FIGS. 6A and 6B show two configurations of an alternate illustrative architecture of a paired-beam transponder 600 that includes utility gateway support, according to various embodiments. The illustrated paired-beam transponder 600 is designed to select which of two gateway terminals 165 to use as the paired-beam gateway for a particular group of user terminals 110 using a “baseball switch” 620. As used herein, a “baseball switch” can be any suitable type of signal switch, including, for example, an electromagnetic “C” switch, radiofrequency “R” or “T” switch, solid-state switch, ferrite switch, etc. The solid signal path indicates the active signal path (e.g., normal mode using the normal paired gateway beam 305b input signal is shown in FIG. 6A) with the baseball switch 620 in its illustrated configuration. The dashed signal path indicates an inactive signal path (e.g., the input signal path coming from the utility gateway feed 215c is not currently being used in the configuration of FIG. 6A) with the baseball switch 620 in its illustrated configuration. When the baseball switch 620 is in the normal mode configuration illustrated in FIG. 6A, the architecture of the paired-beam transponder 600 is effectively that of the paired-beam transponder 310a of FIG. 3A and the normal mode configuration of the transponder architecture 500 of FIG. 5. For example, the normal gateway input signal and user input signals are received at respective feeds 215, amplified and combined by input components (e.g., respective input amplifiers 220, an input combiner 325, an input attenuator (not shown), etc.), processed by filter block and/or other components (e.g., a down-converter 230, a channel filter 240, etc.), and prepared for output by output components (e.g., an output amplifier 250, an output coupler 355, etc.). Other embodiments of the normal mode architecture can be used without departing from the scope of embodiments.

The utility components of the architecture are described with reference to FIG. 6B. In FIG. 6B, the baseball switch 620 is in its utility configuration. As shown by the solid and dashed signal paths, the normal gateway signal path is now inactive, and the utility gateway signal path is now active. The user input signal is received via the paired user beam 305a at the user feed 215a and is amplified by input amplifier 220a. The signal can then be passed through the input combiner 325, which effectively acts as a pass-through (though it may alter the signal to some extent) as there is no normal gateway input signal in this state with which to combine the user input signal (i.e., it is assumed that no signal is being received from the non-operational gateway terminal 165). The signal then passes through the baseball switch 620 to a “2:N” switch 610. The 2:N switch 610 can include any components of one or more switches configured to couple each of two inputs with any of N outputs. The 2:N switch 610 allows the utility gateway feed 215c to be switched into a paired-beam transponder 600 associated with any of N potentially non-operational gateway terminals 165. Similarly, the utility gateway input signal is received via the now-paired utility gateway beam 505 at the utility gateway feed 215c, is amplified by input amplifier 220c, and is passed to the 2:N switch 610.

Rather than combining the user and utility gateway signals (e.g., as in FIG. 5), each signal follows a respective (e.g., substantially identical) signal processing path. For example, the amplified user signal is processed by a set of utility filter block and/or other components (e.g., down-converter 230b and channel filter 240b), and prepared for output to the utility gateway terminal 165 by a utility output amplifier 250b. The processed user signal can be communicated to the utility gateway terminal 165 via the utility gateway feed 215c and the now-paired utility gateway beam 505. Similarly, the amplified utility gateway signal is processed by the set of normal filter block and/or other components (e.g., down-converter 230a and channel filter 240a), and prepared for output to the user terminals 110 by the normal output amplifier 250a. The processed utility gateway signal can be communicated to the user terminals 110 via the user feed 215a and the paired user beam 305a.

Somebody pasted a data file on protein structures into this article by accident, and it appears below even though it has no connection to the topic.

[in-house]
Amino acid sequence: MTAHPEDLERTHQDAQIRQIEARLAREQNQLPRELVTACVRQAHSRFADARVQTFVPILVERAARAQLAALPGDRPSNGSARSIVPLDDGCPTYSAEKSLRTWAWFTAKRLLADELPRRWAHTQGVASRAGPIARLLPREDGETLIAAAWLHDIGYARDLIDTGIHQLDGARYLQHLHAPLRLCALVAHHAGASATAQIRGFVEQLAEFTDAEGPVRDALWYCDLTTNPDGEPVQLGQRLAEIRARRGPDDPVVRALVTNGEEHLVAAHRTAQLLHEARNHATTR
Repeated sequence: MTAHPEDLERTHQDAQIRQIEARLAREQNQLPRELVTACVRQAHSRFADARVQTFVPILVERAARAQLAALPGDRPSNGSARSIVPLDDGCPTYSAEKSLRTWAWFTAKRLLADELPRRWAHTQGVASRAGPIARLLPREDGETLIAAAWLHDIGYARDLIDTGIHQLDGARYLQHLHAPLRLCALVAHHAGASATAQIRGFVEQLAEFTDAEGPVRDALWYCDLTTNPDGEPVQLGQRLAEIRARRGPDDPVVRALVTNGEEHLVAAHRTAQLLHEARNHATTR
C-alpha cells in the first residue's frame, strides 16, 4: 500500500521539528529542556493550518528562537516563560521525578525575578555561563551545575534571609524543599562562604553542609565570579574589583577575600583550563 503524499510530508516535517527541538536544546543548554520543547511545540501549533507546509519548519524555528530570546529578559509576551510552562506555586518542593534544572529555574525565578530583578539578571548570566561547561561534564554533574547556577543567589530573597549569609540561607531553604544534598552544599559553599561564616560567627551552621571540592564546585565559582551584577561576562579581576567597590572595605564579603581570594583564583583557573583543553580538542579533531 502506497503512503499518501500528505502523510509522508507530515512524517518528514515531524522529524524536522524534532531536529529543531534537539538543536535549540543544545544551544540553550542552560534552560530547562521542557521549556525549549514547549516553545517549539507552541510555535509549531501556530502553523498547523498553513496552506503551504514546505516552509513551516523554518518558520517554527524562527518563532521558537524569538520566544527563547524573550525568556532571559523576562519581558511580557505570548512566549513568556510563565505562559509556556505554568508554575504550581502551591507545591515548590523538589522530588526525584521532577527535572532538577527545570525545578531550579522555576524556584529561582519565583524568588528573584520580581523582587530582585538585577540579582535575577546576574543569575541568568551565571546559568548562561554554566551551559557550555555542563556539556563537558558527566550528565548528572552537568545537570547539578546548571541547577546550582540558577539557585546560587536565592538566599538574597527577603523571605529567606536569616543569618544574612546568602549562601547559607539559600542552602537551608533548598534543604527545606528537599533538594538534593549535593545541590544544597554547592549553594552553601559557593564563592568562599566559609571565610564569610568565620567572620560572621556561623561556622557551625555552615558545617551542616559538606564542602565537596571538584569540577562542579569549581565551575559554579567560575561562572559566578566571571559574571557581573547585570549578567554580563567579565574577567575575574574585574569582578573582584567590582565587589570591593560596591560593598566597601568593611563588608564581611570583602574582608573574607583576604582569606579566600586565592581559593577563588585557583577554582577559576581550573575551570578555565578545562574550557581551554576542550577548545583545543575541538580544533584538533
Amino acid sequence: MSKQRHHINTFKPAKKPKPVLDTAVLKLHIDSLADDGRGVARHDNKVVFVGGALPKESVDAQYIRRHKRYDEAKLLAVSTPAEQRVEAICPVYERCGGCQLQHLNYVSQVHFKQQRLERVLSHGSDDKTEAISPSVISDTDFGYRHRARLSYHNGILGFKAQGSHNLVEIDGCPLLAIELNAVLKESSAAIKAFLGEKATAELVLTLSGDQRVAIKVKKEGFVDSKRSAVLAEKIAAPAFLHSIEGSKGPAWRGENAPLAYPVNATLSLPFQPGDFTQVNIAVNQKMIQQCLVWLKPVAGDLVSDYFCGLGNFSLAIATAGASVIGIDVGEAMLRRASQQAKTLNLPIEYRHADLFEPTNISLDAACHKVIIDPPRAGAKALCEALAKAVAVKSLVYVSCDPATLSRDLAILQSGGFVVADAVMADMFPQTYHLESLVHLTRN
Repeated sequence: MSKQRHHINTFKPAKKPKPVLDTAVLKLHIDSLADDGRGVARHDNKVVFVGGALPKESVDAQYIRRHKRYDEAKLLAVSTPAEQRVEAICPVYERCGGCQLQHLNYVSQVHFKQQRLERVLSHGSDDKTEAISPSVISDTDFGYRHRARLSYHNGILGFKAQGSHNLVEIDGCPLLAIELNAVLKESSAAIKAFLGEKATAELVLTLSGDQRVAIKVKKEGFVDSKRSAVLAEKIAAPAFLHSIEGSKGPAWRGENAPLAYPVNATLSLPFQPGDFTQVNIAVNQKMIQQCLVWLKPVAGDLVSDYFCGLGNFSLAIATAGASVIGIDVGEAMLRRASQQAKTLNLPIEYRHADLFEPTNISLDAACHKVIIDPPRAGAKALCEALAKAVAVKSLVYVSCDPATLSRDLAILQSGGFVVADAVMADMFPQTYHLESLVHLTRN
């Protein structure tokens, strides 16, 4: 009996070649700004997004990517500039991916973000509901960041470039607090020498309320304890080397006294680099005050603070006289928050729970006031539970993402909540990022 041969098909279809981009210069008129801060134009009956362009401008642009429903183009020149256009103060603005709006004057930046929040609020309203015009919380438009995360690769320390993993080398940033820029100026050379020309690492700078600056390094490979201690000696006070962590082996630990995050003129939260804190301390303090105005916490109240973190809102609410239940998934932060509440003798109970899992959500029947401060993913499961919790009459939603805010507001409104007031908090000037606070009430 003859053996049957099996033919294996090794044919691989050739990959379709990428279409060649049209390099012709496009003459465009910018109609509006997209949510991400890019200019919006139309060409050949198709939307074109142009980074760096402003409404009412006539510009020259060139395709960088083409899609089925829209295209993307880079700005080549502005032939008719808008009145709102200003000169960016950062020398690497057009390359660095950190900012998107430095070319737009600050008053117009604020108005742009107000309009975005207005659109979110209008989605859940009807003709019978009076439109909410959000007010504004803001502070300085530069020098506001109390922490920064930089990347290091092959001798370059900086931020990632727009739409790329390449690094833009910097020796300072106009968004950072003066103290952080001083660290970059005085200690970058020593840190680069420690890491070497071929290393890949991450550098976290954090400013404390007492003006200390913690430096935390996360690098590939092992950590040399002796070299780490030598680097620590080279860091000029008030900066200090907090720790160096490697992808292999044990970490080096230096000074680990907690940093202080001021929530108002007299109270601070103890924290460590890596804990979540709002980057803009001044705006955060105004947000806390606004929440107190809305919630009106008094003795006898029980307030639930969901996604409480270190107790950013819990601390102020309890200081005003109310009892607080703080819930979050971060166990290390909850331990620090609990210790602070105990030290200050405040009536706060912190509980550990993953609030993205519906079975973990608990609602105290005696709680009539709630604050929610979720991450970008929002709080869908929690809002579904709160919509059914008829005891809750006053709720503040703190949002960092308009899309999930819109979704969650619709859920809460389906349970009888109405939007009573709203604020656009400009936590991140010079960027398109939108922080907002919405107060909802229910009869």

For the sake of illustration, embodiments, like those described with reference to FIGS. 6A and 6B, can be used to implement various methods. When operating in normal mode, the operation of embodiments of FIGS. 6A and 6B can be similar to those of FIG. 3A or 3B. An illustrative method begins by receiving an indication that the first gateway terminal is non-operational and switching to a utility mode in response to receiving the indication. In the utility mode, a user uplink signal is received by a normal input subsystem (e.g., input amplifier 220a and input combiner 325) from a first group of user terminals via the paired user beam on the uplink frequency band. A utility gateway uplink signal is received by a utility input subsystem (e.g., input amplifier 220c) from a second gateway terminal via a utility gateway beam on the uplink frequency band. The user uplink signal is amplified by the normal input subsystem, and the utility gateway uplink signal is amplified by the utility input subsystem. The amplified user uplink signal can be converted to a user output signal at the downlink frequency band by a utility frequency translation subsystem (e.g., down converter 230b and channel filter 240b), and the user output signal can be transmitted by a utility output subsystem (e.g., output amplifier 250b) to the second gateway terminal via the utility gateway beam on the downlink frequency band. The amplified utility gateway uplink signal can be converted to a utility gateway output signal at the downlink frequency band by a normal frequency translation subsystem (e.g., down converter 230a and channel filter 240a), and the utility gateway output signal can be transmitted by a normal output subsystem (e.g., output amplifier 250a) to the first group of user terminals via the paired user beam on the downlink frequency band.